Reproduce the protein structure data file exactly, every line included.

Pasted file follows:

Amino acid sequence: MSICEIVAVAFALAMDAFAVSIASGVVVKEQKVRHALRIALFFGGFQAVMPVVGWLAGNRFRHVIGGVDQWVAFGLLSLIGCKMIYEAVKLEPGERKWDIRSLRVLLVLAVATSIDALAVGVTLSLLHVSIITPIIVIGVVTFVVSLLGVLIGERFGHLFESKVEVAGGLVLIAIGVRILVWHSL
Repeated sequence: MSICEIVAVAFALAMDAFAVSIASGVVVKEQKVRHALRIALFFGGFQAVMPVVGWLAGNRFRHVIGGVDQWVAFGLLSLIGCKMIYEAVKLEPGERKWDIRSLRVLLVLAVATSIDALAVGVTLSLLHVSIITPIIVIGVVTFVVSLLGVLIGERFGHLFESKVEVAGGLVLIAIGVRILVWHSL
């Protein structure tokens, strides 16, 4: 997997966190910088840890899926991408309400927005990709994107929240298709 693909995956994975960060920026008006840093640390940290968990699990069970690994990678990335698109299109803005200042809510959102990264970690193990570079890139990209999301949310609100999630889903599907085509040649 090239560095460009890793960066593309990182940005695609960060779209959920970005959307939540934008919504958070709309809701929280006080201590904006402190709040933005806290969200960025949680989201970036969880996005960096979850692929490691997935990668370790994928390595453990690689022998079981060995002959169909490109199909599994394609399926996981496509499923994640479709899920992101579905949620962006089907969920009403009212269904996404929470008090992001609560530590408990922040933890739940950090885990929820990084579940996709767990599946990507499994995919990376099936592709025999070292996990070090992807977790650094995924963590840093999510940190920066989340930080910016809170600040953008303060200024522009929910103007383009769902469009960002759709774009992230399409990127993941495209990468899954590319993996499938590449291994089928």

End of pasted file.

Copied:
Amino acid sequence: MSICEIVAVAFALAMDAFAVSIASGVVVKEQKVRHALRIALFFGGFQAVMPVVGWLAGNRFRHVIGGVDQWVAFGLLSLIGCKMIYEAVKLEPGERKWDIRSLRVLLVLAVATSIDALAVGVTLSLLHVSIITPIIVIGVVTFVVSLLGVLIGERFGHLFESKVEVAGGLVLIAIGVRILVWHSL
Repeated sequence: MSICEIVAVAFALAMDAFAVSIASGVVVKEQKVRHALRIALFFGGFQAVMPVVGWLAGNRFRHVIGGVDQWVAFGLLSLIGCKMIYEAVKLEPGERKWDIRSLRVLLVLAVATSIDALAVGVTLSLLHVSIITPIIVIGVVTFVVSLLGVLIGERFGHLFESKVEVAGGLVLIAIGVRILVWHSL
């Protein structure tokens, strides 16, 4: 997997966190910088840890899926991408309400927005990709994107929240298709 693909995956994975960060920026008006840093640390940290968990699990069970690994990678990335698109299109803005200042809510959102990264970690193990570079890139990209999301949310609100999630889903599907085509040649 090239560095460009890793960066593309990182940005695609960060779209959920970005959307939540934008919504958070709309809701929280006080201590904006402190709040933005806290969200960025949680989201970036969880996005960096979850692929490691997935990668370790994928390595453990690689022998079981060995002959169909490109199909599994394609399926996981496509499923994640479709899920992101579905949620962006089907969920009403009212269904996404929470008090992001609560530590408990922040933890739940950090885990929820990084579940996709767990599946990507499994995919990376099936592709025999070292996990070090992807977790650094995924963590840093999510940190920066989340930080910016809170600040953008303060200024522009929910103007383009769902469009960002759709774009992230399409990127993941495209990468899954590319993996499938590449291994089928």